Evaluating The Friction Of Rotary Joints In Molecular Machines

Howard Lovy's name came across my calendar (happy birthday!) and Josh Hall published a fresh post to "Where is my Flying Car?" – seems like a perfect time to post an everything-new-is-still-new-for-the-first-time-type update.

Published way back in 2017 in Molecular Systems Design & Engineering; reportedly one of the most-read Q3 2017 articles to boot. Also my first foray into arxiv territory for those limited in their journal access (arxiv.org/abs/1701.08202).

Tad Hogg*a Matthew S. Moses*b and Damian G. Allis*c

a. Institute for Molecular Manufacturing, Palo Alto, USA
b. Independent Consultant, Lafayette, USA
c. Department of Chemistry, Syracuse University, Syracuse, USA

Abstract: A computationally-efficient method for evaluating friction in molecular rotary bearings is presented. This method estimates drag from fluctuations in molecular dynamics simulations via the fluctuation–dissipation theorem. This is effective even for simulation times short compared to a bearing's energy damping time and for rotation speeds comparable to or below typical thermal values. We apply this method to two molecular rotary bearings of similar size at 300 K: previously studied nested (9,9)/(14,14) double-walled carbon nanotubes and a hypothetical rotary joint consisting of single acetylenic bonds in a rigid diamondoid housing. The acetylenic joint has a rotational frictional drag coefficient of 2 × 10^-35 kg m2 s^-1. The friction for the nested nanotubes is 120 times larger, comparable to values reported by previous studies. This fluctuation-based method could evaluate dissipation in a variety of molecular systems with similarly rigid and symmetric bearings.

Mol. Syst. Des. Eng., 2017, 2, 235-252 (10.1039/C7ME00021A, direct link)

GROMACS 5.0.x CUDA/GPU Detection Failure With Ubuntu 14.04 nVidia 331.113 Update – Fix With An apt-get

If not for the near-20x speedup I've achieved running GROMACS on an nVidia GTX 770 Classified over an Intel i7 Extreme 6-core, nVidia in Ubuntu would almost be more trouble than its worth. The initial installation of the nVidia drivers from the nVidia website works, then the first time Ubuntu auto-updates the drivers to the latest-and-greatest, you're never entirely sure what the next boot is going to look like – usually a black screen at best. And, if you found this page while looking for a solution to the nVidia driver update black/blank screen, my solution (which has worked without issue to date) is to ditch lightdm and use the GNOME Display Manager (gdm) instead (this apparently appears to be a theme with Ubuntu 14.04 installs on SSD drives as well).

sudo apt-get install gdm

Now, with that settled, the latest update (331.113) broke my GROMACS GPU install (performed using the steps outlined at: GROMACS 5.0.1, nVidia CUDA Toolkit, And FFTW3 Under Ubuntu 14.04 LTS (64-bit); The Virtues Of VirtualBox). The error for my system looks as follows:

GROMACS:      gmx mdrun, VERSION 5.0.1
Executable:   /opt/gromacs_gpu/bin/gmx
Library dir:  /opt/gromacs_gpu/share/gromacs/top
Command line:
  gmx mdrun -v -deffnm RUN_solv_em -s RUN_ions.tpr -o RUN_em.trr -gpu_id 0

NOTE: Error occurred during GPU detection:
      unknown error
      Can not use GPU acceleration, will fall back to CPU kernels.

Reading file RUN_ions.tpr, VERSION 5.0.1 (single precision)
Using 1 MPI thread
Using 12 OpenMP threads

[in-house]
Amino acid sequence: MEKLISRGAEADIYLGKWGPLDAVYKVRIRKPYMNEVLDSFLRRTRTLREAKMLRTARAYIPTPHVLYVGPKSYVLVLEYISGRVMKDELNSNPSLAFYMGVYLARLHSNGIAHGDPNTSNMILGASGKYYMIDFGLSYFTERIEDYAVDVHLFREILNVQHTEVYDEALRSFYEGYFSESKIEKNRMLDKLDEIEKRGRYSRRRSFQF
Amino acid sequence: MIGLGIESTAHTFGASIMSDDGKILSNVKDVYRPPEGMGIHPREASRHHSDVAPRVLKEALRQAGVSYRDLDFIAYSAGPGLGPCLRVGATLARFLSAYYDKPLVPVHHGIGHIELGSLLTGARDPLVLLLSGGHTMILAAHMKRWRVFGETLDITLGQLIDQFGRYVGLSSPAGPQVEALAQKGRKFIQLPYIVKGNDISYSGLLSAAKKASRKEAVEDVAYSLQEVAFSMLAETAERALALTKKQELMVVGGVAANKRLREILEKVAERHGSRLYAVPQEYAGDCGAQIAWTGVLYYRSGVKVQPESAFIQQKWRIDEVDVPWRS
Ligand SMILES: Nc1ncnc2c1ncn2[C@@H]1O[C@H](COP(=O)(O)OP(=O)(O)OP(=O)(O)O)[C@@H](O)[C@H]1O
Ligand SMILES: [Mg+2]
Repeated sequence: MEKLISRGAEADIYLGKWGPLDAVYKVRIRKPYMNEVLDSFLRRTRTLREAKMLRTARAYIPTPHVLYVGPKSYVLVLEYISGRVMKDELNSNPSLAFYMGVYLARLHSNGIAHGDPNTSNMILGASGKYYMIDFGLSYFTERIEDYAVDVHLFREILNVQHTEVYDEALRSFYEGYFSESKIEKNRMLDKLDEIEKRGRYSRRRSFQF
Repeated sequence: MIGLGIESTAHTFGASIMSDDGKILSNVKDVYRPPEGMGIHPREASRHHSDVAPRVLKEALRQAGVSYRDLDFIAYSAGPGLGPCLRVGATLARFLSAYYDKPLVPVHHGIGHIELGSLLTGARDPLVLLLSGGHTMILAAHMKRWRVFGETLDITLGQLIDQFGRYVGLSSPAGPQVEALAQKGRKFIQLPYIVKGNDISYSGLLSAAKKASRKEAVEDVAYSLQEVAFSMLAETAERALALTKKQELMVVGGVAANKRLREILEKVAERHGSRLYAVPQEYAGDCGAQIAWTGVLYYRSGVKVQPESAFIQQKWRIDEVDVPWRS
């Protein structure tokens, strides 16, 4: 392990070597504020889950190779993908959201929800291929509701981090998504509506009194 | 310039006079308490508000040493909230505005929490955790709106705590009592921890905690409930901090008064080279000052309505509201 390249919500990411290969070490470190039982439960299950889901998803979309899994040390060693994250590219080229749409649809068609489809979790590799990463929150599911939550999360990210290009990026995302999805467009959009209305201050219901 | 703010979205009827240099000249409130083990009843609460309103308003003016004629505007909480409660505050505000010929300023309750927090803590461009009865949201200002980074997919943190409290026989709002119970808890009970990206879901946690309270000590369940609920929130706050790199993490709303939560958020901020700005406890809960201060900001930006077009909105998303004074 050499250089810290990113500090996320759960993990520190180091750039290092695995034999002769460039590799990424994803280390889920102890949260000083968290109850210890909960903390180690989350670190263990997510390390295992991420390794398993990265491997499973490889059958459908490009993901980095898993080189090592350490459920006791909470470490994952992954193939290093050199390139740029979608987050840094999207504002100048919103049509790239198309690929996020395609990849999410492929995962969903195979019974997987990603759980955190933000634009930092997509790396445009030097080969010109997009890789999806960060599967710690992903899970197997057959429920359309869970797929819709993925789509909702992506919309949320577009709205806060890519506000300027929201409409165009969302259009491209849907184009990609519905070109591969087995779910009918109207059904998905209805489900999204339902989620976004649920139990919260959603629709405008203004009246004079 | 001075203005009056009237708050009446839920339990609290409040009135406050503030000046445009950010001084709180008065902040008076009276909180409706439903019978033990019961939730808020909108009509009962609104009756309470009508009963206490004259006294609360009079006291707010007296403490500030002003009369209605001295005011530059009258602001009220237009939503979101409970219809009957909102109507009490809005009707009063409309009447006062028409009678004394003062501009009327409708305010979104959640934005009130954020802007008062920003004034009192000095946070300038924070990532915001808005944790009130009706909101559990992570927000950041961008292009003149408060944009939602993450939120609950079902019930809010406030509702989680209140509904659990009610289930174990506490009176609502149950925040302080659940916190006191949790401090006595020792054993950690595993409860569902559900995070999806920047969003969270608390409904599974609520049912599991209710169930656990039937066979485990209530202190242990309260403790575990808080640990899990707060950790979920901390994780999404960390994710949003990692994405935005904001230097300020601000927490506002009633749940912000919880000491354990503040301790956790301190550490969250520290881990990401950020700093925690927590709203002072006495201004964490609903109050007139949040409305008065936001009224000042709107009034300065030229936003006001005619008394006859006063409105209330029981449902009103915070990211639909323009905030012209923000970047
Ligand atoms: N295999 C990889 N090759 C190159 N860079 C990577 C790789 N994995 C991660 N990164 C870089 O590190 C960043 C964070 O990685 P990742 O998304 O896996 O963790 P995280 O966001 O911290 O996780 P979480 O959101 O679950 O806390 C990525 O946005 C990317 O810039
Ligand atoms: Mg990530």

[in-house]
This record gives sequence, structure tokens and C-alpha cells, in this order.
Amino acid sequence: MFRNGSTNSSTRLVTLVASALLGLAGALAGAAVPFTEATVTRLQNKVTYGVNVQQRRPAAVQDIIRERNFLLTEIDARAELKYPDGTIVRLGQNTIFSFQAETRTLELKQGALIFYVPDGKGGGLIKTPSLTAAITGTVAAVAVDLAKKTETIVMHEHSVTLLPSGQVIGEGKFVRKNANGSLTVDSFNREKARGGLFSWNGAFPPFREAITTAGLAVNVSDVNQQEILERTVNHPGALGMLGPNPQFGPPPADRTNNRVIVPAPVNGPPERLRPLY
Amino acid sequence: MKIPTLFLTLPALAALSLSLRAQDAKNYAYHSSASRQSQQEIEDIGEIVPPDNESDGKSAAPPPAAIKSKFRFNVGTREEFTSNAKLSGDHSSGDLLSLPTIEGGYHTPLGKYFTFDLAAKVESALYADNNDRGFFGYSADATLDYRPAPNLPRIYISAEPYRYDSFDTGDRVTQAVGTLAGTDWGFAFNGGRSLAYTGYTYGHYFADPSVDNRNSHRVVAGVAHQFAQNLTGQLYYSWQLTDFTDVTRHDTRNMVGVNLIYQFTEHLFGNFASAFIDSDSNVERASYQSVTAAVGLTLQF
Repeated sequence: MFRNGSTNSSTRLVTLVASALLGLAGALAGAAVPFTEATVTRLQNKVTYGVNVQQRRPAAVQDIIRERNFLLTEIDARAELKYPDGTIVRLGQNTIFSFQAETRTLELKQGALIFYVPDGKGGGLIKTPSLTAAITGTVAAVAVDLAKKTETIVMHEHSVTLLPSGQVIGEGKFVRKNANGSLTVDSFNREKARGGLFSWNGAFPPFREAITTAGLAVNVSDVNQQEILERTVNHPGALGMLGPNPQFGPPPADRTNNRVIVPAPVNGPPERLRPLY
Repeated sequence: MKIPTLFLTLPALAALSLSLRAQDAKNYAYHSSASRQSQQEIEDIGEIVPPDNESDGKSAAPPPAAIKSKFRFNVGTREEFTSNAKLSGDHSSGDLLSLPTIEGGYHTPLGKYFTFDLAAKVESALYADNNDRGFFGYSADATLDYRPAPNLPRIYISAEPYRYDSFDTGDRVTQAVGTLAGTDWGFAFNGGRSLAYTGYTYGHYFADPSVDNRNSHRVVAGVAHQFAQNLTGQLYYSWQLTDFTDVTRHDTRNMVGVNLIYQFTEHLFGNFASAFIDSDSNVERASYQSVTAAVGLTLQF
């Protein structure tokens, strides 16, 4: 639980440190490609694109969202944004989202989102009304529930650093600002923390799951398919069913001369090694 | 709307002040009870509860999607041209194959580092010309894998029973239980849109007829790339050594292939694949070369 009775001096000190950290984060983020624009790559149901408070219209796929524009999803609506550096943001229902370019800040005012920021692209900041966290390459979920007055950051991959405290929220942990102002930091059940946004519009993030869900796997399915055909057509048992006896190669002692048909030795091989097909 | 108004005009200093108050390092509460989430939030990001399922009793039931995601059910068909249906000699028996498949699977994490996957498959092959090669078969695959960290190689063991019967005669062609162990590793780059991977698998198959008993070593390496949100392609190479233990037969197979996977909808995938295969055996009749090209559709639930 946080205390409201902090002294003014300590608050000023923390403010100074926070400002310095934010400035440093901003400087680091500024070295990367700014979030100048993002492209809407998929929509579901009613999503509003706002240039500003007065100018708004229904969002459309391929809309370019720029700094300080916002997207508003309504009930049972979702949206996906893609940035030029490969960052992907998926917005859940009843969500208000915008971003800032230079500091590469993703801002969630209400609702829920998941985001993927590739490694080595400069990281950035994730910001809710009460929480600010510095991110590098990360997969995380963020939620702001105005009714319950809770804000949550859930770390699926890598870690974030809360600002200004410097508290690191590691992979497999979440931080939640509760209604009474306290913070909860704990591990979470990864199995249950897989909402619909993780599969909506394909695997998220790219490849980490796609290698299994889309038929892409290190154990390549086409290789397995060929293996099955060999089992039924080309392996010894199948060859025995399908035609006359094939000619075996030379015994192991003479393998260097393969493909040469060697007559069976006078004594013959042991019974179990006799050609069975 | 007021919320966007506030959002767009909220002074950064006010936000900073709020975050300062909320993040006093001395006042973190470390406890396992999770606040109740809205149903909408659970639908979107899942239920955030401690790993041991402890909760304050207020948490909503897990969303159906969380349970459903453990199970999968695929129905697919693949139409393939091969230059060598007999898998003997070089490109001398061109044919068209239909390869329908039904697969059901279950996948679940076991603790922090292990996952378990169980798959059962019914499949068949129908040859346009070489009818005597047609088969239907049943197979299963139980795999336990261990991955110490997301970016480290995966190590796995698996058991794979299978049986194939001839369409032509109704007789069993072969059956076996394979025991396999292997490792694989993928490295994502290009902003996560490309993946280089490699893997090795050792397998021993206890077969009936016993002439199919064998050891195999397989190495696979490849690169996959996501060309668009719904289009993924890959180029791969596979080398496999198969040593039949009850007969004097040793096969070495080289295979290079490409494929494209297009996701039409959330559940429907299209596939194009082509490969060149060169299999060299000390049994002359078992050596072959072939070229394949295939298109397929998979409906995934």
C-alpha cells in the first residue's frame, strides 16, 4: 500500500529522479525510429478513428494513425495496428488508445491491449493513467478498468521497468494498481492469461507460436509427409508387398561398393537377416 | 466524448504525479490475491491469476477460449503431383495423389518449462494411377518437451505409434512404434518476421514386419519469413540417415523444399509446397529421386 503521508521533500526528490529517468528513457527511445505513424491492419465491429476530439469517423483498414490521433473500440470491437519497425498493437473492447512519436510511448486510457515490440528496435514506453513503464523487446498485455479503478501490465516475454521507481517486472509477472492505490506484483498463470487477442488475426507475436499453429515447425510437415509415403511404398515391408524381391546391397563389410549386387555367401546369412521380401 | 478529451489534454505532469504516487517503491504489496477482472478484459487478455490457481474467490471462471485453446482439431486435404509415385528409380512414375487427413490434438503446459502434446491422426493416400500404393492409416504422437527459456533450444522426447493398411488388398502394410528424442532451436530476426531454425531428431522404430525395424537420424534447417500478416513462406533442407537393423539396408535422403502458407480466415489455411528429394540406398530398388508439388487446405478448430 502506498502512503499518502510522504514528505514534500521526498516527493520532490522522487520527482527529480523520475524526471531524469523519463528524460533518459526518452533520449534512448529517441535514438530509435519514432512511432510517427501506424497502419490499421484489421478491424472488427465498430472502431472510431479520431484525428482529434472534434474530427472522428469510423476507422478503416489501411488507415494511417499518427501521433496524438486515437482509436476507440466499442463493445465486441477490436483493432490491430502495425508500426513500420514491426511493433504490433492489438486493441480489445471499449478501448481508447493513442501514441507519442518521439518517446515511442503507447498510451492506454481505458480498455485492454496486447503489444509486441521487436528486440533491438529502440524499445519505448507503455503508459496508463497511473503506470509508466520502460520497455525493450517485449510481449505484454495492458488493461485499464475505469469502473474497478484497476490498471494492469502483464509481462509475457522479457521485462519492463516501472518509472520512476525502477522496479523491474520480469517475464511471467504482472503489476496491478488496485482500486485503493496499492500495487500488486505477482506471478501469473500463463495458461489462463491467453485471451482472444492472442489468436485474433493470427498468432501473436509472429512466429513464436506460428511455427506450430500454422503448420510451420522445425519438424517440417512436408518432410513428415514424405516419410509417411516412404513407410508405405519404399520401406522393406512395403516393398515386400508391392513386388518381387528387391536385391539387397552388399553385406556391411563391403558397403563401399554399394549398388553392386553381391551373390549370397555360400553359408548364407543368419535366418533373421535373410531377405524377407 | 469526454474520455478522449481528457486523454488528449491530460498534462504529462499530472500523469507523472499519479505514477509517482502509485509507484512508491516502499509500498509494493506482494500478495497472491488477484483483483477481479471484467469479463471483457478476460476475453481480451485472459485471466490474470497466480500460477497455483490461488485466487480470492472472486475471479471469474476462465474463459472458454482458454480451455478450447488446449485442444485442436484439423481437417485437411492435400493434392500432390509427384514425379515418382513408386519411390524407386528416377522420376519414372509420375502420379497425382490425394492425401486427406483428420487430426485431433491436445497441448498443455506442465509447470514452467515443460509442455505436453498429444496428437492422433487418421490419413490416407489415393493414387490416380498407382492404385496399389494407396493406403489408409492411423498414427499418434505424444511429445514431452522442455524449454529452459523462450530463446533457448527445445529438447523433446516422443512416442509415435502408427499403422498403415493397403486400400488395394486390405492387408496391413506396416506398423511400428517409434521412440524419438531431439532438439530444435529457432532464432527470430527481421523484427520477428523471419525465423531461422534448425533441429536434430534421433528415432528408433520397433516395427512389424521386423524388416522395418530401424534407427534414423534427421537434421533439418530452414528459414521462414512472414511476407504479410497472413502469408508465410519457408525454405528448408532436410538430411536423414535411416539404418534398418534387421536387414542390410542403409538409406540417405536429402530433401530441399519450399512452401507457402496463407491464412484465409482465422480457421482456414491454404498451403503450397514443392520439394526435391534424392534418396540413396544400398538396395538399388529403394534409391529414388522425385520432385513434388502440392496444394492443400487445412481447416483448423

That said, nvidia-smi sees all three cards in my system just fine.

| NVIDIA-SMI 331.113    Driver Version: 331.113        |                       
| GPU  Name        Persistence-M| Bus-Id        Disp.A | Volatile Uncorr. ECC |
| Fan  Temp  Perf  Pwr:Usage/Cap|         Memory-Usage | GPU-Util  Compute M. |
|   0  GeForce GTX 650     Off  | 0000:01:00.0     N/A |                  N/A |
| 21%   30C  N/A     N/A /  N/A |    183MiB /  1023MiB |     N/A      Default |
|   1  GeForce GTX 770     Off  | 0000:02:00.0     N/A |                  N/A |
| 35%   29C  N/A     N/A /  N/A |      9MiB /  4095MiB |     N/A      Default |
|   2  GeForce GTX 770     Off  | 0000:03:00.0     N/A |                  N/A |
| 35%   25C  N/A     N/A /  N/A |      9MiB /  4095MiB |     N/A      Default |
| Compute processes:                                               GPU Memory |
|  GPU       PID  Process name                                     Usage      |
|    0            Not Supported                                               |
|    1            Not Supported                                               |
|    2            Not Supported                                               |

Concerned that this might be some kind of issue with the drivers and my compiled version of 5.0.1, I compiled a copy of 5.0.4 using the same build parameters in cmake. The result? Same problem.

The simple solution (which may apply to all things OpenCL as well, but my concern was simply GROMACS) is to install nvidia-modprobe.

sudo apt-get install nvidia-modprobe

Whatever happened in the install, GROMACS now sees the GPU cards just fine.

GROMACS:      gmx mdrun, VERSION 5.0.4
Executable:   /opt/gromacs_gpu_504/bin/gmx
Library dir:  /opt/gromacs_gpu_504/share/gromacs/top
Command line:
  gmx mdrun -v -deffnm RUN_solv_em -s RUN_ions.tpr -o RUN_em.trr -gpu_id 0

Reading file RUN_md.tpr, VERSION 5.0.4 (single precision)

Using 1 MPI thread
Using 12 OpenMP threads 

3 GPUs detected:
  #0: NVIDIA GeForce GTX 770, compute cap.: 3.0, ECC:  no, stat: compatible
  #1: NVIDIA GeForce GTX 650, compute cap.: 3.0, ECC:  no, stat: compatible
  #2: NVIDIA GeForce GTX 770, compute cap.: 3.0, ECC:  no, stat: compatible

0 GPU user-selected for this run.
Mapping of GPU to the 1 PP rank in this node: #0